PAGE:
Psychodynamic therapy focuses on unconscious processes as they are displayed in a person’s present behavior. The goals of psychodynamic therapy are a client’s self-awareness and understanding of the influence of the past on present behavior. This approach enables the client to examine unresolved conflicts and symptoms that arise from past dysfunctional relationships and manifest themselves in the need and desire to abuse substances.
In psychodynamic therapy, therapists can help evaluate the patterns people develop over time and gain insight into their lives and present-day problems. Recognizing recurring patterns can help people see how they avoid distress or develop defense mechanisms to cope. This insight may allow them to begin changing those patterns.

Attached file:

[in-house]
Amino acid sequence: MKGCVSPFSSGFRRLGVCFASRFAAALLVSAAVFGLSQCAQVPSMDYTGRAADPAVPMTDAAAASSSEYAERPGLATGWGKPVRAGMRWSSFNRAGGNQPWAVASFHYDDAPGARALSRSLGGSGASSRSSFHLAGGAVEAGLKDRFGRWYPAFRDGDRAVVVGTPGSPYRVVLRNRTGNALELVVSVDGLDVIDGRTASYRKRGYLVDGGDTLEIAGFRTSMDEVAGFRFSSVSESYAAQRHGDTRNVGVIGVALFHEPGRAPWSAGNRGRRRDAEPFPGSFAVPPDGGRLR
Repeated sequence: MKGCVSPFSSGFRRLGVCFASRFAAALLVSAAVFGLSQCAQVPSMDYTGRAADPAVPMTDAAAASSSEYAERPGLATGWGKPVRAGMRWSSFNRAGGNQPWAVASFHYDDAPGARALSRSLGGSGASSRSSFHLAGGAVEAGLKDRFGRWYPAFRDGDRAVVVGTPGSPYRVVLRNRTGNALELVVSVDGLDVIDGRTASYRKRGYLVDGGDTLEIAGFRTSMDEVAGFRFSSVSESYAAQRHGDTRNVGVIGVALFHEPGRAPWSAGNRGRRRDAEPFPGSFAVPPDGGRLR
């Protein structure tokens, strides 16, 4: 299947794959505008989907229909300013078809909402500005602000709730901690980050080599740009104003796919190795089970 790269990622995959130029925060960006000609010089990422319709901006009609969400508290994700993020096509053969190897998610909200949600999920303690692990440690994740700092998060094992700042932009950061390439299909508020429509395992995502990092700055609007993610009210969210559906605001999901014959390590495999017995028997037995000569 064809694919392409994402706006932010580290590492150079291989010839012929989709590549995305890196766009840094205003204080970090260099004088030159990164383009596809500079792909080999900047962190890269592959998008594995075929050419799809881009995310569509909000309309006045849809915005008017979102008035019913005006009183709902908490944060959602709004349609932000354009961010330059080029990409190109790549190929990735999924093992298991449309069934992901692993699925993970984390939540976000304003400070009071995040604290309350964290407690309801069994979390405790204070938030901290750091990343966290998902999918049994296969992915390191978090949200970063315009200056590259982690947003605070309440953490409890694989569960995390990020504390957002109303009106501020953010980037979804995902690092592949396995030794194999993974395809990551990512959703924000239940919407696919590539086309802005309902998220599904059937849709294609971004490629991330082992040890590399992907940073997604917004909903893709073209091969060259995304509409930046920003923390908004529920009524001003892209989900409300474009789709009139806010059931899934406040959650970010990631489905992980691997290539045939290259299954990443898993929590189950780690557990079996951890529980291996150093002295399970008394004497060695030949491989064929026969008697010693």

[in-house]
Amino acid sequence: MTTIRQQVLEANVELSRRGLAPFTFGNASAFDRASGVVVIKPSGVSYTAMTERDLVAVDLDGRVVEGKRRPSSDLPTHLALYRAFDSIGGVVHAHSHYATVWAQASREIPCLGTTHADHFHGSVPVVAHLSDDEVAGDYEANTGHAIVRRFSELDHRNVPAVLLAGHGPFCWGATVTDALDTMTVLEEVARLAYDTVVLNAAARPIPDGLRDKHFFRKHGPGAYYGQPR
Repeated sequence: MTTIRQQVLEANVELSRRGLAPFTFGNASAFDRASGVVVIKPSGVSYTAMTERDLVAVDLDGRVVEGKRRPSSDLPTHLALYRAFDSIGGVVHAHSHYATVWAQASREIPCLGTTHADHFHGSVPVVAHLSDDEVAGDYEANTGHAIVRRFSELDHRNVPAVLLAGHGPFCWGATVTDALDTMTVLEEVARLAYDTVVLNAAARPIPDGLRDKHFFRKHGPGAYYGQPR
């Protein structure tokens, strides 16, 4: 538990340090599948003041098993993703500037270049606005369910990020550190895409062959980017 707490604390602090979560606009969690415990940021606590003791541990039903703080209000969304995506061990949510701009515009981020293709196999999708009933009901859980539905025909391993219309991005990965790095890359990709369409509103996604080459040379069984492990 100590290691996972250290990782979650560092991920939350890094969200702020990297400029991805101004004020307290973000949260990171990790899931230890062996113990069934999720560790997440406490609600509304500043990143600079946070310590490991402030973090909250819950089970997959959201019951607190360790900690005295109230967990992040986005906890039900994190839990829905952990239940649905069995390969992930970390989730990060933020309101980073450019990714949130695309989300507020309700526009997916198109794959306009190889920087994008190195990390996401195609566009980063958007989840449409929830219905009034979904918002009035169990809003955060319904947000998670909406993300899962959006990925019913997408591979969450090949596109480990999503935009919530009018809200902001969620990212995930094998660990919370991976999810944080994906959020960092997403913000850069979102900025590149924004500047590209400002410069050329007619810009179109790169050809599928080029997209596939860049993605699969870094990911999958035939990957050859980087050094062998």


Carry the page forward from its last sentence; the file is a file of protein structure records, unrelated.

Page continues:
The therapeutic relationship can demonstrate how a person interacts with their friends and loved ones. In addition, transference in therapy can show how early-life relationships affect a person today. Transference is the transferring one’s feelings for a parent, for example, onto the therapist. This intimate look at interpersonal relationships can help people understand their part in relationship patterns. It may empower them to transform that dynamic.
Psychodynamic therapists encourage people to speak freely about their emotions, desires, and fears. Being open may help reveal vulnerable feelings that have been pushed out of conscious awareness. According to psychodynamic theory, behavior is influenced by unconscious thought. Once vulnerable or painful feelings are processed, the defense mechanisms reduce or resolve.